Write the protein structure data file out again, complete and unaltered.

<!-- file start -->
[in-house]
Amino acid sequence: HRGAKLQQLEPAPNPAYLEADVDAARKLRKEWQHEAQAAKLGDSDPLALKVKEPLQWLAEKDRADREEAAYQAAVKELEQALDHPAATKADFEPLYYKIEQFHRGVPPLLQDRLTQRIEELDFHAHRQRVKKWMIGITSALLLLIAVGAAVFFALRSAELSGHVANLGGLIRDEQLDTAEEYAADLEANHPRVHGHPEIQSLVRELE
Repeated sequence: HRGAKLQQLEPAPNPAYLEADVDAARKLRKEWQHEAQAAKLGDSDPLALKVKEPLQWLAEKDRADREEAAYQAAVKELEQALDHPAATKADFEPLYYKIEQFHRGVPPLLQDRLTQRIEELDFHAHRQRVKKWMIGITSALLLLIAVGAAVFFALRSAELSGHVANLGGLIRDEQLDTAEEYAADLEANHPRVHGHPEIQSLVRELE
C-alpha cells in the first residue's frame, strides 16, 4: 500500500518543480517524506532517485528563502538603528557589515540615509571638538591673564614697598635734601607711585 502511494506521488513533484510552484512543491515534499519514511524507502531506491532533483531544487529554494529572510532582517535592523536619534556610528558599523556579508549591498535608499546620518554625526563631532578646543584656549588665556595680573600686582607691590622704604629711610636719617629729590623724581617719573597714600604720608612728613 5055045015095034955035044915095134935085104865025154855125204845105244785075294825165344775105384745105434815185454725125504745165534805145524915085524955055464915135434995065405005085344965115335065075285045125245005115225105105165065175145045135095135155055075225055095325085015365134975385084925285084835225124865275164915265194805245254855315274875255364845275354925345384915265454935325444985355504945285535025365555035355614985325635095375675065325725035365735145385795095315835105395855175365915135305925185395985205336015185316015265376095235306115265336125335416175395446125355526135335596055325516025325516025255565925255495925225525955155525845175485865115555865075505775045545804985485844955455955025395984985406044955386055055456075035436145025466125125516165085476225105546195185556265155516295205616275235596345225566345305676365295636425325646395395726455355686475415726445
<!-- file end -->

[in-house]
Amino acid sequence: HRGAKLQQLEPAPNPAYLEADVDAARKLRKEWQHEAQAAKLGDSDPLALKVKEPLQWLAEKDRADREEAAYQAAVKELEQALDHPAATKADFEPLYYKIEQFHRGVPPLLQDRLTQRIEELDFHAHRQRVKKWMIGITSALLLLIAVGAAVFFALRSAELSGHVANLGGLIRDEQLDTAEEYAADLEANHPRVHGHPEIQSLVRELE
Repeated sequence: HRGAKLQQLEPAPNPAYLEADVDAARKLRKEWQHEAQAAKLGDSDPLALKVKEPLQWLAEKDRADREEAAYQAAVKELEQALDHPAATKADFEPLYYKIEQFHRGVPPLLQDRLTQRIEELDFHAHRQRVKKWMIGITSALLLLIAVGAAVFFALRSAELSGHVANLGGLIRDEQLDTAEEYAADLEANHPRVHGHPEIQSLVRELE
C-alpha cells in the first residue's frame, strides 16, 4: 500500500518543480517524506532517485528563502538603528557589515540615509571638538591673564614697598635734601607711585 502511494506521488513533484510552484512543491515534499519514511524507502531506491532533483531544487529554494529572510532582517535592523536619534556610528558599523556579508549591498535608499546620518554625526563631532578646543584656549588665556595680573600686582607691590622704604629711610636719617629729590623724581617719573597714600604720608612728613 5055045015095034955035044915095134935085104865025154855125204845105244785075294825165344775105384745105434815185454725125504745165534805145524915085524955055464915135434995065405005085344965115335065075285045125245005115225105105165065175145045135095135155055075225055095325085015365134975385084925285084835225124865275164915265194805245254855315274875255364845275354925345384915265454935325444985355504945285535025365555035355614985325635095375675065325725035365735145385795095315835105395855175365915135305925185395985205336015185316015265376095235306115265336125335416175395446125355526135335596055325516025325516025255565925255495925225525955155525845175485865115555865075505775045545804985485844955455955025395984985406044955386055055456075035436145025466125125516165085476225105546195185556265155516295205616275235596345225566345305676365295636425325646395395726455355686475415726445